‘Stakes Are High’ as China Has Tools to Strike Back at EV Curbs

The European Union launched an investigation into Chinese subsidies for electric vehicles this week, highlighting the growing industrial and geopolitical competition between the two economies.

(Bloomberg) — The European Union launched an investigation into Chinese subsidies for electric vehicles this week, highlighting the growing industrial and geopolitical competition between the two economies. 

The probe may ultimately lead to import tariffs on Chinese vehicles, drawing sharp rebuke from Beijing, who called the move a blatant act of protectionism. There are also concerns that Beijing may retaliate against any trade curbs. 

Here are the ways China could hit back at the possible tariffs: 

Restrict Trade and Market Access

The most powerful tool Beijing can wield is restricting access to its huge domestic market. China is the world’s largest car market, and while foreign car manufacturers are losing market share, German car companies are still very reliant on revenue from China. German brands sold 4.6 million cars in the Asian country last year and other European Union members sold about 283,000 units.

Beijing could impose retaliatory tariffs on imports from Europe, but the impact wouldn’t go far. Most of these vehicles are made in China and such a move could expose China to World Trade Organization action. The EU could also use its new anti-economic coercion tool, which allows possible countermeasures such as tariffs and restrictions on access to foreign direct investment.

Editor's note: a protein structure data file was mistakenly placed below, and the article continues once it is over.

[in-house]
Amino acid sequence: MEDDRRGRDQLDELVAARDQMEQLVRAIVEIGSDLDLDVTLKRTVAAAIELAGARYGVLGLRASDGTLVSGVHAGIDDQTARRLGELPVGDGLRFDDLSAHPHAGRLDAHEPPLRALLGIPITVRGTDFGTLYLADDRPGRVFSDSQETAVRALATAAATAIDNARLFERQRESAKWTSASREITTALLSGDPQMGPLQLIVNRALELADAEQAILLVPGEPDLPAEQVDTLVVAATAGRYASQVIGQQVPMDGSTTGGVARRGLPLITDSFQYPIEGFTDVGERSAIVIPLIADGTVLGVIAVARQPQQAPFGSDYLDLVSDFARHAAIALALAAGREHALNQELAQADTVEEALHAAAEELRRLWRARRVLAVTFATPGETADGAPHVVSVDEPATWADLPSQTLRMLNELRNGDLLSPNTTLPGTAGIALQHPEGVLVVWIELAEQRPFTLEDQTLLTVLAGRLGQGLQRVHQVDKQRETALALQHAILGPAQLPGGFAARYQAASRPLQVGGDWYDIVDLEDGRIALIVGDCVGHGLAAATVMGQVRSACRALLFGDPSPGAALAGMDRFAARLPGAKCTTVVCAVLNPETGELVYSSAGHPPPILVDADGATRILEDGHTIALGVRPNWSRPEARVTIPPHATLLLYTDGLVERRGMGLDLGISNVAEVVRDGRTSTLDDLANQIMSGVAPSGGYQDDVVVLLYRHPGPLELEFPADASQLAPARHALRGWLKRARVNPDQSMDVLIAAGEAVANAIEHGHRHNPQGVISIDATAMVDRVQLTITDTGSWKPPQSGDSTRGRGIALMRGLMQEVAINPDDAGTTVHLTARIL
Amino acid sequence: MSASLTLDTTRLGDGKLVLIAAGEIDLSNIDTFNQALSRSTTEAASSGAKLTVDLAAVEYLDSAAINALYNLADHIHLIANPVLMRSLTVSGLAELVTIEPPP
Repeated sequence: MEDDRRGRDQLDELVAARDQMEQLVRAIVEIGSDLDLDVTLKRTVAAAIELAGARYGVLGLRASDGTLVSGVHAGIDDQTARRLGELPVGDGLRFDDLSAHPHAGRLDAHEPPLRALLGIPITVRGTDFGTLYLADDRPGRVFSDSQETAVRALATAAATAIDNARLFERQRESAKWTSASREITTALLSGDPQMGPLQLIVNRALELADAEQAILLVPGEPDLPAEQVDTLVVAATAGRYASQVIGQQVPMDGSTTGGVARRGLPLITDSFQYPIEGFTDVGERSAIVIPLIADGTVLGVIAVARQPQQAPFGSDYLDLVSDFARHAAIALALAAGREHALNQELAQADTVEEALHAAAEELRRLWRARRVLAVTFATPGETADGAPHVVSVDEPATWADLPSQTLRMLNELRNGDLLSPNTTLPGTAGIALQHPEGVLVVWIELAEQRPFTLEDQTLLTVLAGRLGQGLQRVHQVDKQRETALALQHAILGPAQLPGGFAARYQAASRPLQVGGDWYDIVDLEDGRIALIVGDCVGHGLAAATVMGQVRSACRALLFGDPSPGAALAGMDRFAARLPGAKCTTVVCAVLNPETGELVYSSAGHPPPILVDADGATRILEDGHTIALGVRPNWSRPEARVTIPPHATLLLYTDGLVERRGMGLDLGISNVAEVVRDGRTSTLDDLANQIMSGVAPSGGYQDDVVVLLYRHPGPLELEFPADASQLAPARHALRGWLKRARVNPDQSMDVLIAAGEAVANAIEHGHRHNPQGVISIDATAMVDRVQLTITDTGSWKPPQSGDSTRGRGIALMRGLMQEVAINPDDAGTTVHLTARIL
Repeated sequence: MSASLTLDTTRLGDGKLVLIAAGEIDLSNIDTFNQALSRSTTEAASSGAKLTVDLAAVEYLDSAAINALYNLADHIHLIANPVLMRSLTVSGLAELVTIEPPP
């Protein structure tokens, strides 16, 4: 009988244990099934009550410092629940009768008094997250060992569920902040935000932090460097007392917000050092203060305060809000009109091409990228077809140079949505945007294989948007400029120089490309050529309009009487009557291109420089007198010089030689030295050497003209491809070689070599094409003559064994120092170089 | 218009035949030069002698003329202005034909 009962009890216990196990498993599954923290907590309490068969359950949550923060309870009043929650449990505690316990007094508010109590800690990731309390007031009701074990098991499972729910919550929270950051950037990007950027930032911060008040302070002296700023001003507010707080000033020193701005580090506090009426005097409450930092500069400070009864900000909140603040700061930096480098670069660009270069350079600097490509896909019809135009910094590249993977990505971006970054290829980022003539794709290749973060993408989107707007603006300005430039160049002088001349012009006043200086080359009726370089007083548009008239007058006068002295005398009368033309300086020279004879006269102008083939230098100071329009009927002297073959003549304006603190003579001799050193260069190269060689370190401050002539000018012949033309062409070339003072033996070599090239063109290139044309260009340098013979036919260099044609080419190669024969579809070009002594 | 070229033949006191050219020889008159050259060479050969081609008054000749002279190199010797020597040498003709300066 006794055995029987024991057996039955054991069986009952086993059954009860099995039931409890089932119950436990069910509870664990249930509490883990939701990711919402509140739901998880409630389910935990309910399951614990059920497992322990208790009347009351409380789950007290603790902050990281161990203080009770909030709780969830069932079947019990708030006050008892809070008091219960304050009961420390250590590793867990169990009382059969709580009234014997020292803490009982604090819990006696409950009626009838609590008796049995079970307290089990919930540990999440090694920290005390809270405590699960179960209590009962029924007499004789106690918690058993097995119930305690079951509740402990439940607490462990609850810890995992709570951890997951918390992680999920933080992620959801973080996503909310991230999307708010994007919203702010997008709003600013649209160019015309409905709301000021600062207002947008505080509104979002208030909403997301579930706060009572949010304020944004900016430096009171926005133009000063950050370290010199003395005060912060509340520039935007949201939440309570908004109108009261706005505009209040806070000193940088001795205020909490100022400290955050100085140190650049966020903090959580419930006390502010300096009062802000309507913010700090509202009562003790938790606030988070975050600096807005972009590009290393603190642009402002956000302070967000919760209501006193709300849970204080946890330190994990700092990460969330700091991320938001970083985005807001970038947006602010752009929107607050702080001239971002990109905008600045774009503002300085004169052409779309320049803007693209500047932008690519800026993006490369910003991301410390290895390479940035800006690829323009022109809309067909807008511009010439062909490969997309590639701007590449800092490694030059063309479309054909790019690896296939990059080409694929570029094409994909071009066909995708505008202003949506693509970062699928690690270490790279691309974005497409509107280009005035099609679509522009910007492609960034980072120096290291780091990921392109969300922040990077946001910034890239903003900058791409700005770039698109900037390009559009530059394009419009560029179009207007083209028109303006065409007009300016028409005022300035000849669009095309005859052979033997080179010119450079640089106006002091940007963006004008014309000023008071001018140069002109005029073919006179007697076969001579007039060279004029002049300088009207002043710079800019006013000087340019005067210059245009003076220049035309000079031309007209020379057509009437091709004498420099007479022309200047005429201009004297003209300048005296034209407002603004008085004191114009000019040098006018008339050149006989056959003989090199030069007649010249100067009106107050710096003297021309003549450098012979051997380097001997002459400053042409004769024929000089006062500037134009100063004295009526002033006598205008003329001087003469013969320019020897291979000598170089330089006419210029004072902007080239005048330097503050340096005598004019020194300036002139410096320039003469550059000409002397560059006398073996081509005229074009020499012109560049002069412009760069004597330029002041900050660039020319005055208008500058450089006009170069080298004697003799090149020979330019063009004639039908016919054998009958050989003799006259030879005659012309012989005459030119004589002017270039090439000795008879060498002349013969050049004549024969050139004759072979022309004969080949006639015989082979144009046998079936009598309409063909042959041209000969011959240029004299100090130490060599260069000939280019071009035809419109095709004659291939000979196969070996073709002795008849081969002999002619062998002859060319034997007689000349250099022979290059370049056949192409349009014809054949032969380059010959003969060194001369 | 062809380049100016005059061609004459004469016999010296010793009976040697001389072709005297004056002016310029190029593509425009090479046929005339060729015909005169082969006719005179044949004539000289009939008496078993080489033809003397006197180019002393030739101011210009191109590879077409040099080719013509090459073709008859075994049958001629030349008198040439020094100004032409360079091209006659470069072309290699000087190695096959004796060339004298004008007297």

Should Chinese consumers decide to boycott European car companies — just as they did in the past with Japanese and Korean cars when there were geopolitical disputes — sales would take a hit. A consumer boycott has the advantage of being harder to prove that it’s the result of government action.

Beijing could also retaliate against other European product exports. Duncan Wrigley, chief China economist at Pantheon Macroeconomics, said China is likely to target luxury goods, cosmetics and wine. 

In the case of Australia, China imposed curbs on a range of goods including barley, wine, lobster, beef, timber and coal when its relations with Canberra took a nosedive in 2020. Those restrictions are only now being gradually lifted.

In 2013, a day after the EU imposed tariffs on imports of solar panels from China, Beijing launched anti-dumping and anti-subsidy probes into wine imports from the EU and threatened another probe against luxury cars. Those actions were eventually dropped after the two sides resolved the dispute.

After news of the latest EV probe, Beijing said Thursday it will maintain anti-subsidy duties on potato starch imported from the EU for five years. 

What Bloomberg Economics Says …

“In China’s manufacturing, EVs are still relative small fry. But the industry’s rapid expansion, innovation and advanced manufacturing techniques hold promise for future economic growth. It’s also supporting other sectors — when the economy is short on growth drivers. EU tariffs on Chinese EVs would hurt.”